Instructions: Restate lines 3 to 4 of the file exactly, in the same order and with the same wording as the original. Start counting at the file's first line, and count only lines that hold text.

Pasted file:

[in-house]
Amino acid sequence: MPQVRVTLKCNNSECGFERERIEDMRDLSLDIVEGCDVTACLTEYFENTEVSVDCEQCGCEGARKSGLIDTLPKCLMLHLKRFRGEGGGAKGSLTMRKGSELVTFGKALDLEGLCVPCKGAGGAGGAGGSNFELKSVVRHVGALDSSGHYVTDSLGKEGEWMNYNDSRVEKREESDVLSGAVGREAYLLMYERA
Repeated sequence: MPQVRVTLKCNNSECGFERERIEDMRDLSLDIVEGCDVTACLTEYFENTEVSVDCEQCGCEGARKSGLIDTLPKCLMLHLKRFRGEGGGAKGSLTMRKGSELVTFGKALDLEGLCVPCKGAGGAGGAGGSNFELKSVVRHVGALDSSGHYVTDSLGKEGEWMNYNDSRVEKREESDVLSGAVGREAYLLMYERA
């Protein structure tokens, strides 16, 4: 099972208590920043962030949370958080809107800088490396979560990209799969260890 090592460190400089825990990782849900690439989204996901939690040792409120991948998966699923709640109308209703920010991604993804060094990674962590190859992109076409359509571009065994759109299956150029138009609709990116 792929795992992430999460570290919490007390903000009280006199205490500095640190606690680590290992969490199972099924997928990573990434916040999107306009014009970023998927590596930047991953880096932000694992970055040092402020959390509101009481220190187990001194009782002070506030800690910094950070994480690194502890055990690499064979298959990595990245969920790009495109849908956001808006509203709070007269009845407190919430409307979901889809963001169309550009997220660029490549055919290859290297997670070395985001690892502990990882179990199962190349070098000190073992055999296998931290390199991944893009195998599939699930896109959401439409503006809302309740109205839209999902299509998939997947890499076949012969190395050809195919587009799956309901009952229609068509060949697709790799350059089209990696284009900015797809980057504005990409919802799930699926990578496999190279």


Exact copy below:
Repeated sequence: MPQVRVTLKCNNSECGFERERIEDMRDLSLDIVEGCDVTACLTEYFENTEVSVDCEQCGCEGARKSGLIDTLPKCLMLHLKRFRGEGGGAKGSLTMRKGSELVTFGKALDLEGLCVPCKGAGGAGGAGGSNFELKSVVRHVGALDSSGHYVTDSLGKEGEWMNYNDSRVEKREESDVLSGAVGREAYLLMYERA
């Protein structure tokens, strides 16, 4: 099972208590920043962030949370958080809107800088490396979560990209799969260890 090592460190400089825990990782849900690439989204996901939690040792409120991948998966699923709640109308209703920010991604993804060094990674962590190859992109076409359509571009065994759109299956150029138009609709990116 792929795992992430999460570290919490007390903000009280006199205490500095640190606690680590290992969490199972099924997928990573990434916040999107306009014009970023998927590596930047991953880096932000694992970055040092402020959390509101009481220190187990001194009782002070506030800690910094950070994480690194502890055990690499064979298959990595990245969920790009495109849908956001808006509203709070007269009845407190919430409307979901889809963001169309550009997220660029490549055919290859290297997670070395985001690892502990990882179990199962190349070098000190073992055999296998931290390199991944893009195998599939699930896109959401439409503006809302309740109205839209999902299509998939997947890499076949012969190395050809195919587009799956309901009952229609068509060949697709790799350059089209990696284009900015797809980057504005990409919802799930699926990578496999190279």